Job Turnover Down; Teacher Retention Up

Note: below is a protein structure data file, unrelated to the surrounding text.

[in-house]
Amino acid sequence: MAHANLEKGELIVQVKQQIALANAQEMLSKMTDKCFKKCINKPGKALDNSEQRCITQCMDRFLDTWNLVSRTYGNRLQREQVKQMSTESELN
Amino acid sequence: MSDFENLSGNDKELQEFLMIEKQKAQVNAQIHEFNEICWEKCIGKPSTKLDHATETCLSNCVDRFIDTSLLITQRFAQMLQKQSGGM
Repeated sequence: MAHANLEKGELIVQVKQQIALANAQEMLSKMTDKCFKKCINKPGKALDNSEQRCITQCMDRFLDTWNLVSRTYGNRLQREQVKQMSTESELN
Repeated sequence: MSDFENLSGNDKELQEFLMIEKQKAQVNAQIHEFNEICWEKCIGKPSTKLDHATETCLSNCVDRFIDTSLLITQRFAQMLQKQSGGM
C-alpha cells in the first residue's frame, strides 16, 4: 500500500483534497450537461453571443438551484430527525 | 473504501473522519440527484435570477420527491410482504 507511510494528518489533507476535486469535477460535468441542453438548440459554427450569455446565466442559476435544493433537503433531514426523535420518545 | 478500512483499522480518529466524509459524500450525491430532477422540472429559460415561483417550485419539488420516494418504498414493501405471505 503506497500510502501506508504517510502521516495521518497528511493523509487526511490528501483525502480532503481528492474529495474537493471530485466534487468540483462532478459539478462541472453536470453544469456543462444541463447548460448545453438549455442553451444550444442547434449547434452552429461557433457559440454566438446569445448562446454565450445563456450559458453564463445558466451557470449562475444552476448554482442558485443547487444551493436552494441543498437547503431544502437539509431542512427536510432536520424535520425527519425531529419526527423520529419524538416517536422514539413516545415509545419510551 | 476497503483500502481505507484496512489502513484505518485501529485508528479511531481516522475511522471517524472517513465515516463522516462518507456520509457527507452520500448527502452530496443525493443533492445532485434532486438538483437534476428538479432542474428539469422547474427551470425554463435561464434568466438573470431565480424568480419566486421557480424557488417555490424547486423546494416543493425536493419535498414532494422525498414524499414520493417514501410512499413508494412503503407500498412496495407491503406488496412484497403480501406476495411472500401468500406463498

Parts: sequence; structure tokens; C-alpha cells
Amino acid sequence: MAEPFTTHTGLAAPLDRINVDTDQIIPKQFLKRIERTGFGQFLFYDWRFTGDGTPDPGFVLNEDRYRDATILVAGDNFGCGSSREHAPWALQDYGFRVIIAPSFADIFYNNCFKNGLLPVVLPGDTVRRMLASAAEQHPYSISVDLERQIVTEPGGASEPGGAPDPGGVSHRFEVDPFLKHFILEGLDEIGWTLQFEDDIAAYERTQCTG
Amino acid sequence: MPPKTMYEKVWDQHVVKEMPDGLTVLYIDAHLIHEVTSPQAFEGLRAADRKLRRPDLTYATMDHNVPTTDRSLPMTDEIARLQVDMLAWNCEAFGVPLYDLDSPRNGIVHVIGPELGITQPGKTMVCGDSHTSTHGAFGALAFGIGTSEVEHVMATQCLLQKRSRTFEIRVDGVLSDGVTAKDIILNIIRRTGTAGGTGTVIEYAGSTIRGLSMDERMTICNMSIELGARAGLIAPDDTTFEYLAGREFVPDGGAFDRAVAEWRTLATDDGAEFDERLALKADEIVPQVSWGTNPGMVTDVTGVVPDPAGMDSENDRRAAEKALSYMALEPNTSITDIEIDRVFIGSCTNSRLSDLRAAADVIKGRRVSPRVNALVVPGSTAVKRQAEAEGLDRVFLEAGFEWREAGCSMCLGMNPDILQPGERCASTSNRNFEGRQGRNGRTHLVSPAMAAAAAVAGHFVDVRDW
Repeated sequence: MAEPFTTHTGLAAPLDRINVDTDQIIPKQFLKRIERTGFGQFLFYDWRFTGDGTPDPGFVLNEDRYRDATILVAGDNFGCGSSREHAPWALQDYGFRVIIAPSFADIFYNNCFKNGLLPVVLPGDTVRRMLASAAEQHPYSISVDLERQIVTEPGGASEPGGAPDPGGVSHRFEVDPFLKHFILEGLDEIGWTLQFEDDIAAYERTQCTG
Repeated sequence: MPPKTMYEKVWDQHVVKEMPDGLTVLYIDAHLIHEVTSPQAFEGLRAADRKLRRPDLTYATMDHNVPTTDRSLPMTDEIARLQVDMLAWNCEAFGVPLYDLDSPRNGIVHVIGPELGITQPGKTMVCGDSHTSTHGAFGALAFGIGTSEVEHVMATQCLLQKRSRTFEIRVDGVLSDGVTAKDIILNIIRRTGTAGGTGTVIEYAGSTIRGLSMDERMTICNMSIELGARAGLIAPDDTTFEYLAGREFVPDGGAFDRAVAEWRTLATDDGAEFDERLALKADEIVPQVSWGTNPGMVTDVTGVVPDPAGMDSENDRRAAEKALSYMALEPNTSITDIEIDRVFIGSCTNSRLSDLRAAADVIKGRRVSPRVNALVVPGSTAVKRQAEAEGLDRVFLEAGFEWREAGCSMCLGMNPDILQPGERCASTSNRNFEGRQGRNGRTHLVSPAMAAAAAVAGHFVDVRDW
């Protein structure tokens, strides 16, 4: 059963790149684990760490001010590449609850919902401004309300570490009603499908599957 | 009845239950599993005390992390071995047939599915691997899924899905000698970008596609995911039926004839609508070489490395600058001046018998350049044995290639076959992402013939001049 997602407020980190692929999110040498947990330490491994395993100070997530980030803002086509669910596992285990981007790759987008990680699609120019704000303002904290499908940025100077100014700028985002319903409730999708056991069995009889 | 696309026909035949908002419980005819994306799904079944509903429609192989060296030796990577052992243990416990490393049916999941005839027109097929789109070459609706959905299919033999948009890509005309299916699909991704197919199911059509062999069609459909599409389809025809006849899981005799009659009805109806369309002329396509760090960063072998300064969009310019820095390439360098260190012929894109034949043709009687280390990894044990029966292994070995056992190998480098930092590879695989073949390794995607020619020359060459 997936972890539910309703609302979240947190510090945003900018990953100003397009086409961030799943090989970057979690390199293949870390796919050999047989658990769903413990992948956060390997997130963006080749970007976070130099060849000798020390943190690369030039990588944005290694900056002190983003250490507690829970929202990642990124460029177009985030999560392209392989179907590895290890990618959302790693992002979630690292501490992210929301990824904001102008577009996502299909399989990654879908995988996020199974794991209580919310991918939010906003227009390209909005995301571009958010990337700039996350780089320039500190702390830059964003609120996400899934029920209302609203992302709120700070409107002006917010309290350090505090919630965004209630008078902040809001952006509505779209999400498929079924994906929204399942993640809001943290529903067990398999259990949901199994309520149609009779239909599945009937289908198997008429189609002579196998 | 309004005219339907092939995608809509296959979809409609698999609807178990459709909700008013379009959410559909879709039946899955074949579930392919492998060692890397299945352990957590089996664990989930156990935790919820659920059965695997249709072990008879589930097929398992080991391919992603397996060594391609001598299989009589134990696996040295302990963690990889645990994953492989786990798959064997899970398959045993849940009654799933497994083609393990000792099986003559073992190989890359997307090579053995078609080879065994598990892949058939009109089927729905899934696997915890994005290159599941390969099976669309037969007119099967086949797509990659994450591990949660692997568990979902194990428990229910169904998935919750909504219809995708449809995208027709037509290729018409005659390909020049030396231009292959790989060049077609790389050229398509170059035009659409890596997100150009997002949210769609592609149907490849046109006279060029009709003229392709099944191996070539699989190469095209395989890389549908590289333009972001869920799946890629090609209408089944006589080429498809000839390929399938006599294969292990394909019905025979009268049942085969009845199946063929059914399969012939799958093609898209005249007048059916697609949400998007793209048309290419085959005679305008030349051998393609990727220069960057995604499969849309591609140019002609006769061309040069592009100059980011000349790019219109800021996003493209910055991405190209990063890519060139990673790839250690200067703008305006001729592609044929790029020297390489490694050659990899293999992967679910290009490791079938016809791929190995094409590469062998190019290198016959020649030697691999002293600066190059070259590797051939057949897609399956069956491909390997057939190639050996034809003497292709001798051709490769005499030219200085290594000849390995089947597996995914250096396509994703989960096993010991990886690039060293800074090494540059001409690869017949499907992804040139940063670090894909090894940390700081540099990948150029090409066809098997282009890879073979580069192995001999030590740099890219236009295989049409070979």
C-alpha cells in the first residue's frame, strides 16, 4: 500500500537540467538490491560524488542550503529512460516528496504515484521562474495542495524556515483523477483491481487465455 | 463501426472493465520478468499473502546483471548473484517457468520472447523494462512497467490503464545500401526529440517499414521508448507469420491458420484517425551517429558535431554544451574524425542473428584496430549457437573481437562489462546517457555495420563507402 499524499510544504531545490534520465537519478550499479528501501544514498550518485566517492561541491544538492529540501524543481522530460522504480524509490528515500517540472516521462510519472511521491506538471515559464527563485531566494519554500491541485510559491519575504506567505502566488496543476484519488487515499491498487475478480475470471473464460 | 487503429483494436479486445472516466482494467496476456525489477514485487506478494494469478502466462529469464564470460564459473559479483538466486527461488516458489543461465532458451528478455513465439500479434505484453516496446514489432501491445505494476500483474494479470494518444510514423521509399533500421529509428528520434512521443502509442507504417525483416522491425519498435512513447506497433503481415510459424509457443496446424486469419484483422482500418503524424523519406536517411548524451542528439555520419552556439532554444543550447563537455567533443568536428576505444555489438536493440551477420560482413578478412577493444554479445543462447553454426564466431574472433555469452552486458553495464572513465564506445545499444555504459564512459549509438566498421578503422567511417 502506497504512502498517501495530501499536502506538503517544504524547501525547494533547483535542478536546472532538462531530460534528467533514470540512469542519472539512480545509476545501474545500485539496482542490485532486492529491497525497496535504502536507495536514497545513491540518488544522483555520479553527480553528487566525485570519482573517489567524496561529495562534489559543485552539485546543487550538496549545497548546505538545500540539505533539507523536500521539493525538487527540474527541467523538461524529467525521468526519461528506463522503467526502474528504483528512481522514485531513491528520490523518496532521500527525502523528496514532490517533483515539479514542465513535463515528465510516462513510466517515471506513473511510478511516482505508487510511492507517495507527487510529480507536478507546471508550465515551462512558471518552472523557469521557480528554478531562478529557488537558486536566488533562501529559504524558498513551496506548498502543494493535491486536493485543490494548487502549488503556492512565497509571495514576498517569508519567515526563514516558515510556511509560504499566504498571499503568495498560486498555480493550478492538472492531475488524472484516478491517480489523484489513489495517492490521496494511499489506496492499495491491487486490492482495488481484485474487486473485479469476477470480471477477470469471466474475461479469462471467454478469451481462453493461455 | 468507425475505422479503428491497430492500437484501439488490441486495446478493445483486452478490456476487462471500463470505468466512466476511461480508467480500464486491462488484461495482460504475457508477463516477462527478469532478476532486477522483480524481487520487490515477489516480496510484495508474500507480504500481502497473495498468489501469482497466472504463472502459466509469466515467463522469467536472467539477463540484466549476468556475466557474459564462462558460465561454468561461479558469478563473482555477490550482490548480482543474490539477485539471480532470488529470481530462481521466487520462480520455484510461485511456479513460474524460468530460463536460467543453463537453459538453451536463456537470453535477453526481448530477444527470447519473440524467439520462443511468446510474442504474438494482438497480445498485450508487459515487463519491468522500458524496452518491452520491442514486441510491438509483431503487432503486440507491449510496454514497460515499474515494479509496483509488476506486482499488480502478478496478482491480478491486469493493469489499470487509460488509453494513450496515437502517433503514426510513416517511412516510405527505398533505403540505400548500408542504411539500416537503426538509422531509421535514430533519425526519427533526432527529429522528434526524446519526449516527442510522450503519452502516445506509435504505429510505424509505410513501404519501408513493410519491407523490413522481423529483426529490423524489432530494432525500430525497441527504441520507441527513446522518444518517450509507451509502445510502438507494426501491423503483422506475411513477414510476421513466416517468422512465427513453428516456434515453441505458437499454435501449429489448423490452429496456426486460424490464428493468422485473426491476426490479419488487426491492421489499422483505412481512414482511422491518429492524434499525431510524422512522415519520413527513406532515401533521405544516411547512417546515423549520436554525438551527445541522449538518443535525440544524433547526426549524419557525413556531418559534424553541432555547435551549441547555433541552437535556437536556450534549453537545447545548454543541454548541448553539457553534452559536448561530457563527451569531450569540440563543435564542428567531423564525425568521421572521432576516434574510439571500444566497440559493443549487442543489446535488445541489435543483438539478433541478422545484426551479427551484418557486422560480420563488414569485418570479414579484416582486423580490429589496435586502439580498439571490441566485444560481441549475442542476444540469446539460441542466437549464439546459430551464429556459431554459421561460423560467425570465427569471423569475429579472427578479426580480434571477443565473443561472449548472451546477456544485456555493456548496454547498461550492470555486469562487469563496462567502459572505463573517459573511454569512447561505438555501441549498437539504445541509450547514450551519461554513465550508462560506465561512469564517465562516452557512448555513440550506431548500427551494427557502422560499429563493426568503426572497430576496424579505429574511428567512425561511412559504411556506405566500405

The job turnover of experienced teachers leaving the district to take positions in other school districts has declined to 49, down from 66 teachers four years ago. In contrast, far more teachers from other school districts—1,552 experienced teachers—applied to teach here in the last year. That’s a ratio of more than 31 experienced teacher applicants for every experienced teacher vacancy. Why are hundreds of experienced teachers seeking employment here? The top reasons given by the applicants themselves attest to the quality of the Long Beach Unified School District. Approximately eight out of 10 teacher applicants mentioned one or more of these factors in their decision to apply here: • 78 percent cited competitive teacher salaries. • 80 percent indicated the district’s strong academic focus was an important factor in seeking to teach here. • 77 percent said the district’s excellent staff development opportunities for teachers were attractive. • 79 percent indicated the district’s support for newly hired teachers was desirable. "We’re encouraged that so many excellent, experienced teachers want to work here," said Ruth Ashley, assistant superintendent of Human Resource Services. "We’re also pleased by the reasons teachers give for applying to teach here. They know this is an excellent place to teach." Last year the district hired 386 teachers; 44 percent of them were experienced teachers. This year only 199 new teachers were hired. Forty-nine percent of these new hires are experienced teachers. Ninety-seven of the 199 have more than a year of teaching experience. The school district is California’s third largest and has more than 5,000 teachers.